It’s sunny on the weekdays… June 24, 2009

Filed under: Garden — belladonnabess @ 10:41 pm

…but once again they are predicting rain for the weekend. So I took leave yesterday and enjoyed some sun.

Observing: the pattern of sun on my garden. I haven’t been home on a fine morning in months, so I did some midwinter observations.

The sun gets onto the back part of my garden, farthest from the house, at about 9.15. By 9.35 nearly half is in sun. By 10am about 3/4 is in sun. The reamining 1/4 isn’t in full sun until about 11 or 11.30. Unfortunately, there was a bit of cloud later so I didn’t get an observation of when and how I lose the sun, but I think I lose it between 3.45 and 4pm. Not bad for a Wellington property in winter.

Careful site observation is one of the things I learned from permaculture. It is just common sense really, but since when has common sense been common?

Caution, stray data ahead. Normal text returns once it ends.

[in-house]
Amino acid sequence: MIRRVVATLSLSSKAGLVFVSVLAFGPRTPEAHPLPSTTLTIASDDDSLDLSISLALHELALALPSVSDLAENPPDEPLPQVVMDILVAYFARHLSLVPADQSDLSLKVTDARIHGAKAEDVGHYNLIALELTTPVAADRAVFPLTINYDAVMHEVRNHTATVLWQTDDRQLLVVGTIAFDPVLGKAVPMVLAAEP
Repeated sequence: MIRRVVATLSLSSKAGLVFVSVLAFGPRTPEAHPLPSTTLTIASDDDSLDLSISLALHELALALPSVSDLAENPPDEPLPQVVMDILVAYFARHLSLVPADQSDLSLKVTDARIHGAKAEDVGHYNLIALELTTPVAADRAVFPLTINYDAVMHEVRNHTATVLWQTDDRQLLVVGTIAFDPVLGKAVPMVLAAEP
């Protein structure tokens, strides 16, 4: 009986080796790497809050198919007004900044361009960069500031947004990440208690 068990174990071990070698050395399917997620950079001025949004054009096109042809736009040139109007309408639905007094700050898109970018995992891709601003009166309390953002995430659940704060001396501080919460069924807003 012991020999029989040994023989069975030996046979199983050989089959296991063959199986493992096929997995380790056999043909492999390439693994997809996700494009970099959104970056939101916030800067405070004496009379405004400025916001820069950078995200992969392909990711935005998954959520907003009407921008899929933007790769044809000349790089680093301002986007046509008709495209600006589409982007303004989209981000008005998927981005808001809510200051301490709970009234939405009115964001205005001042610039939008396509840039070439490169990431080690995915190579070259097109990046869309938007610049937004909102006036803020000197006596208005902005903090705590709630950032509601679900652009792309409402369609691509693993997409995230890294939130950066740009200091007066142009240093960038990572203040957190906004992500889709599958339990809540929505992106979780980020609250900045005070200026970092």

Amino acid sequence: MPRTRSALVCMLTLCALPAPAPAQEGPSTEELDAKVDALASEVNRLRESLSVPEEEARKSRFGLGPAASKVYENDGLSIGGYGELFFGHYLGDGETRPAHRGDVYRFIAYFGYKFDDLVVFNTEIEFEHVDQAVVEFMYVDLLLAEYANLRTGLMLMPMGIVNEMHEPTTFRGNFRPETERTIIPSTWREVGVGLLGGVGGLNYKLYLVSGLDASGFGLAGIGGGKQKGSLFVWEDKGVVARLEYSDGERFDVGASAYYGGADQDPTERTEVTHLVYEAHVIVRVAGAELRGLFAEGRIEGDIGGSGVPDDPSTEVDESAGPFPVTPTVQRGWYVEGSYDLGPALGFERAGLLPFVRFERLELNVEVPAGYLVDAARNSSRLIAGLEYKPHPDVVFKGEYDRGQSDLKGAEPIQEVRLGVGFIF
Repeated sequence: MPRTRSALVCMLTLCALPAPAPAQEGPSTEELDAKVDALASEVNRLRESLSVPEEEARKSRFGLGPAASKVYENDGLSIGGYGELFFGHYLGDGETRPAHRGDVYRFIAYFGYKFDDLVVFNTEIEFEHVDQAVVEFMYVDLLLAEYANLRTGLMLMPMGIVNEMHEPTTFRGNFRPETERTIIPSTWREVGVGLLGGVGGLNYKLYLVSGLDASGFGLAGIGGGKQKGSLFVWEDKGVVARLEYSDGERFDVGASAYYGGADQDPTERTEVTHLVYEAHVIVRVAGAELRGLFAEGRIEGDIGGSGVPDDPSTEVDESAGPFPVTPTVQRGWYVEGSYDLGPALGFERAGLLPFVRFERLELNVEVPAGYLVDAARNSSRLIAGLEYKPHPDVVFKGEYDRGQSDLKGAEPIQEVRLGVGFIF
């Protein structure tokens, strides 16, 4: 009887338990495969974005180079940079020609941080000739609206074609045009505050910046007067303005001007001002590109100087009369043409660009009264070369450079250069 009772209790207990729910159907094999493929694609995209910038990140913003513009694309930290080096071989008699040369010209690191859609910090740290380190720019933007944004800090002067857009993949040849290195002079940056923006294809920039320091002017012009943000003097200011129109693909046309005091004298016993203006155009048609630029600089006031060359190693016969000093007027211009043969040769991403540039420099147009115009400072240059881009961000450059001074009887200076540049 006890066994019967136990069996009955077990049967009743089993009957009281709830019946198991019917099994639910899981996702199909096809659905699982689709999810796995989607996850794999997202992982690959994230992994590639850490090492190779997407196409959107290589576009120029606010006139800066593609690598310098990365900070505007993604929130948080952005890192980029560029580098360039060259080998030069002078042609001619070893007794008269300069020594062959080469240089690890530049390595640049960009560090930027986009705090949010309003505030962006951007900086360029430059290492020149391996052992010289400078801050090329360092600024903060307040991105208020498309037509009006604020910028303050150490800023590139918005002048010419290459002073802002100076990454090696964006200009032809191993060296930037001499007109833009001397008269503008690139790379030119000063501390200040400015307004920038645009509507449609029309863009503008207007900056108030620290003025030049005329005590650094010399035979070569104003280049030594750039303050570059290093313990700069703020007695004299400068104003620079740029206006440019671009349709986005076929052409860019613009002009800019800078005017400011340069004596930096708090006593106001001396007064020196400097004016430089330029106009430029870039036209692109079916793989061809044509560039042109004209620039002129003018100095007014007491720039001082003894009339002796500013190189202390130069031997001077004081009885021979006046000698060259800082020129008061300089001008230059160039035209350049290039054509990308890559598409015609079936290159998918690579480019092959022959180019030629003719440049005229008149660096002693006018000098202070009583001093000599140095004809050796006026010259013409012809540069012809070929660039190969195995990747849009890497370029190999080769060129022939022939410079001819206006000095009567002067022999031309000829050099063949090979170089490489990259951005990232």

Eating: garlic, celery, parsley

Tidying: the mess on my deck. It looks a lot better now.

Tipping out: the old potted tomatoes and potting mix. I often save potting mix, adding compost and slow-release fertilizer, then reusing it. It seems to work fine, but the tomatoes were in potting mix that was on its third time around, and now I have the garden more set up, I don’t plan to do tubs of spring bulbs or lots of tomatoes on the deck next summer. So I won’t use quite so much potting mix.

Disturbing: a fairly large weta who had made her home under one of my pots. She looked like she was having a bad day, but seemed none the worse for it. She waved her legs around for a few minutes trying to be scary then quietly crept off into the parsley jungle.

Waiting: to see just how bad the weekend weather is, and whether there is any chance of getting any gardening done.

 

Hard work June 20, 2009

Filed under: Garden — belladonnabess @ 10:57 pm

Preparing: a permanent home for my asparagus

Unearthing: strange artifacts left by previous residents, mainly clothes pegs